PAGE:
- It was shown that in a finite dimensional normed linear space that the compact sets are exactly those which are closed and bounded. Explain why every finite dimensional normed linear space is complete.
- In any normed linear space, finite dimensional or not, show that spanis closed. That is, the span of any finite set of vectors is always a closed subspace. Hint: Suppose you let V = spanand let v
^{n}→ v be convergent sequence of vectors in V . What does this say about the coordinate maps? Remember these are linear maps into F and so they are continuous. - It was shown that in a finite dimensional normed linear space that the compact sets are
exactly those which are closed and bounded. What if you have an infinite dimensional
normed linear space X? Show that the unit ball D≡is NEVER compact even though it is closed and bounded. Hint: Suppose you have
_{i=1}^{n}where≥. Let yspan, a closed subspace. Such a y exists because X is not finite dimensional. Explain why dist> 0. This depends on spanbeing closed. Let z ∈ spansuch that≤ 2dist. Let x_{n+1}≡. Then consider the following:What of

? Where is it? Isn’t it in span? Explain why this yields a sequence of points of X which are spaced at least 1/2 apart even though they are all in the closed unit ball. - Find an example of two 2 × 2 matrices A,B such that <. This refers to the operator norm taken with respect to the usual norm on ℝ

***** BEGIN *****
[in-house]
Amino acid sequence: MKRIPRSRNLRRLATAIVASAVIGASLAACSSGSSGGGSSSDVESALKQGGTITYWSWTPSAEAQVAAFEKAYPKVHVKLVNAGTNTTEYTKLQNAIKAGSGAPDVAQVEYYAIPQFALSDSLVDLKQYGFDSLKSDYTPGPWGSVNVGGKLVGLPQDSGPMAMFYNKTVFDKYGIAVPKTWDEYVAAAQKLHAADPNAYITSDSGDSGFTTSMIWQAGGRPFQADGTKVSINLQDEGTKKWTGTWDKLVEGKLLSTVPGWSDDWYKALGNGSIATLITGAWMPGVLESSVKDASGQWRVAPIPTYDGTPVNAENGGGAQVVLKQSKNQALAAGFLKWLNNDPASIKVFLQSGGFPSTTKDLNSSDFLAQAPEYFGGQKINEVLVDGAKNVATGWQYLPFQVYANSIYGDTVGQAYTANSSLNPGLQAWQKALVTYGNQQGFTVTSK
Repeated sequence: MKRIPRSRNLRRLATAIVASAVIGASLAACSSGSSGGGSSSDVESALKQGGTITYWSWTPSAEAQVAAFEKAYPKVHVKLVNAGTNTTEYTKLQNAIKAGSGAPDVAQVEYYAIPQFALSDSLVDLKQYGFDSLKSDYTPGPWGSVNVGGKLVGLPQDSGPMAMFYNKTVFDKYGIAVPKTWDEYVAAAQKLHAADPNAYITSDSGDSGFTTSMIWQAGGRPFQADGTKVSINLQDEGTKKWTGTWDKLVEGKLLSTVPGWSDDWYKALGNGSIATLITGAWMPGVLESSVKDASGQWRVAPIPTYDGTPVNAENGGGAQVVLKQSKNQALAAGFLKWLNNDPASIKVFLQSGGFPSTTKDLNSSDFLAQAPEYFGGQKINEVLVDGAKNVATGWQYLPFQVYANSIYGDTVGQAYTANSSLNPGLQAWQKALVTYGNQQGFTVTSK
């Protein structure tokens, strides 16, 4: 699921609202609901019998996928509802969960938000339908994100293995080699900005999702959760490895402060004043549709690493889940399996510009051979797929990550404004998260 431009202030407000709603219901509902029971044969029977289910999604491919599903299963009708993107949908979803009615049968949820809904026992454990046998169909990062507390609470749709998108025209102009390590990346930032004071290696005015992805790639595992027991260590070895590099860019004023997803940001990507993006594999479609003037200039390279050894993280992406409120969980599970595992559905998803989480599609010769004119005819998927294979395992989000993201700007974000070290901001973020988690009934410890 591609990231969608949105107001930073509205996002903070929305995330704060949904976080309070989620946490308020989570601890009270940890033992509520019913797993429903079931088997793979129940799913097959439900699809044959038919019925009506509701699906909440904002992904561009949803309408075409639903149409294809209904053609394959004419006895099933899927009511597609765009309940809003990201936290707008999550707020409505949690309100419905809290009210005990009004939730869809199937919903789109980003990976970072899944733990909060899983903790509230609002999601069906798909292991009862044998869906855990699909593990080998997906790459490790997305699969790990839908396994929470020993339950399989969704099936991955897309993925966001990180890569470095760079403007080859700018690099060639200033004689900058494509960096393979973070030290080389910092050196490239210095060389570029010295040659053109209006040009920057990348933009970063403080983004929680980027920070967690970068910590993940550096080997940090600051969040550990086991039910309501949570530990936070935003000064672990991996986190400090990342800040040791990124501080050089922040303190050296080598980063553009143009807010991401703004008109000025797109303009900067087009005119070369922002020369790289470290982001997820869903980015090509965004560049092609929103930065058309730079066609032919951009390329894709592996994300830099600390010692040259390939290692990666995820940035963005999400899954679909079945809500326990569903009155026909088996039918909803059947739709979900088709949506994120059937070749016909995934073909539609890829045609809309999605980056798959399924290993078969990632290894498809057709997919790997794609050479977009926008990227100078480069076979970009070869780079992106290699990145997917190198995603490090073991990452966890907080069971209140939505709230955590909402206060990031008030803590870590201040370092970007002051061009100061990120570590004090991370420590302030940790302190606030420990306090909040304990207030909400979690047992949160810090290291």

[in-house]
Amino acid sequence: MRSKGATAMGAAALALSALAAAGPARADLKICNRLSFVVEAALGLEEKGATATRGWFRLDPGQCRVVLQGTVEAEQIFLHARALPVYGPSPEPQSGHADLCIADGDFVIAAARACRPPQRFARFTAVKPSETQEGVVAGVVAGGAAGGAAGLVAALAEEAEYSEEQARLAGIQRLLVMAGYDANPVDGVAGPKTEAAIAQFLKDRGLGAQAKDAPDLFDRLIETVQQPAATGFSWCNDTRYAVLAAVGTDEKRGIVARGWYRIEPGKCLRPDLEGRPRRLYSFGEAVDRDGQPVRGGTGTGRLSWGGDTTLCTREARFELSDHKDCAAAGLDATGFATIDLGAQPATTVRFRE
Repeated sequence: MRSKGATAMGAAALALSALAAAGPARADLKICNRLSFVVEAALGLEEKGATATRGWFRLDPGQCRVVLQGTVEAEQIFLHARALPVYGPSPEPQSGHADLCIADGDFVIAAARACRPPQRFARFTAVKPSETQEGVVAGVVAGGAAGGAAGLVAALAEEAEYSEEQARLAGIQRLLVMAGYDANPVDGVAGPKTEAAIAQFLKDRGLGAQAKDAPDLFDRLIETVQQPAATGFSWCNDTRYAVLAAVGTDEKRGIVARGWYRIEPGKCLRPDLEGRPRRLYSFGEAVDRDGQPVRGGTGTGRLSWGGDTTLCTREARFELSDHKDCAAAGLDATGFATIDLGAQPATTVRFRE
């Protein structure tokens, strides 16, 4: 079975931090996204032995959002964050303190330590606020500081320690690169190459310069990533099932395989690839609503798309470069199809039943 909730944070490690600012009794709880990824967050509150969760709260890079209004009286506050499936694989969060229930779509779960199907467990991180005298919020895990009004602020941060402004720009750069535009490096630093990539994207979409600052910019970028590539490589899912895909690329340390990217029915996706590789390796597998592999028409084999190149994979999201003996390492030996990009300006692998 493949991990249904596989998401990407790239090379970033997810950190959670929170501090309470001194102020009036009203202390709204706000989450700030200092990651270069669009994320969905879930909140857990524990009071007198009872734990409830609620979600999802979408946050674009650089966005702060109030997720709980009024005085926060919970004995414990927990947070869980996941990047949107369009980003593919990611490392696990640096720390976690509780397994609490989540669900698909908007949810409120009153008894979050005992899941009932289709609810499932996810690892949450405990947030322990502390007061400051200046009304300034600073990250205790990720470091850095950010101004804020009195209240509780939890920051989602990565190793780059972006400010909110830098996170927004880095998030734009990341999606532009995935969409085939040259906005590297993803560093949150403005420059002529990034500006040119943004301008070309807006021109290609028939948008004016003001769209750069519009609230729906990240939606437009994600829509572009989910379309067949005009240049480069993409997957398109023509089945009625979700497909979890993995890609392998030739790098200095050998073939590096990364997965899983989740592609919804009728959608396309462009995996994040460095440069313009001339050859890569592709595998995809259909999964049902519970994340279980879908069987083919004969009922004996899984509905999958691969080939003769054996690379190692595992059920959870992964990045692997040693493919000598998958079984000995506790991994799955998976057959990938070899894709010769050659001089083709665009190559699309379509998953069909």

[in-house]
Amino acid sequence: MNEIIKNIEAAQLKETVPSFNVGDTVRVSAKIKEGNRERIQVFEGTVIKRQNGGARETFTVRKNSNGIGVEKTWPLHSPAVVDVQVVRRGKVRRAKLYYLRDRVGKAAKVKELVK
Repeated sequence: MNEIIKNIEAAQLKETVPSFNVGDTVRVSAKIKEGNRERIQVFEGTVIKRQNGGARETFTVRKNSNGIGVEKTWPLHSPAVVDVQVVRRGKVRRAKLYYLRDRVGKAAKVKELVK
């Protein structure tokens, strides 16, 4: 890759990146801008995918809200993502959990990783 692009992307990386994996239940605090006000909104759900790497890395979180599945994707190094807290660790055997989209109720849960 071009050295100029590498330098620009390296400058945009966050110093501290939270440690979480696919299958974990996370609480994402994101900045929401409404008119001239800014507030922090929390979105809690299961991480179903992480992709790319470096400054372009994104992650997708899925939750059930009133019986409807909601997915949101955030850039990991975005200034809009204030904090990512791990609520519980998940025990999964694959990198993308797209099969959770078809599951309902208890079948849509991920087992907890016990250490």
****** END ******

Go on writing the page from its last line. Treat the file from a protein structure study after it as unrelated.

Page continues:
^{2}. Hint: Maybe make it easy on yourself and consider diagonal matrices. - Now let V = Cand let T : V → V be given by
Show that T is continuous and linear. Here the norm is

Can you find

where this is the operator norm defined by analogy to what was given in the chapter? - Show that in any metric space , if U is an open set and if x ∈ U, then there exists r > 0 such that the closure of B, B⊆ U. This says, in topological terms, thatis regular. Is it always the case in a metric space that B=≡ D? Prove or disprove. Hint: In fact, the answer to the last question is no.
- Let be a complete metric space. Letbe a sequence of dense open sets. This means that B∩ U
_{n}≠∅ for every x ∈ X, and r > 0. You know that ∩_{n}U_{n}is not necessarily open. Show that it is nevertheless, dense. Hint: Let D = ∩_{n}U_{n}. You need to show that B∩ D≠∅. There is a point p_{1}∈ U_{1}∩ B. Then there exists r_{1}< 1∕2 such that B⊆ U_{1}∩B. From the above problem, you can adjust r_{1}such that B⊆ U_{1}∩ B. Next there exists p_{2}∈ B∩ U_{2}. Let r_{2}< 1∕2^{2}be such that B⊆ B∩ U_{2}∩ U_{1}. Continue this way. You get a nested sequence of closed setssuch that the diameter of B_{k}is no more than 1/2^{k−1}, the k^{th}being contained in B∩∩_{i=1}^{k−1}U_{i}. Explain why there is a unique point in the intersection of these closed sets which is in B∩∩_{k=1}^{∞}U_{k}. Then explain why this shows that D is dense. - The countable intersection of open sets is called a G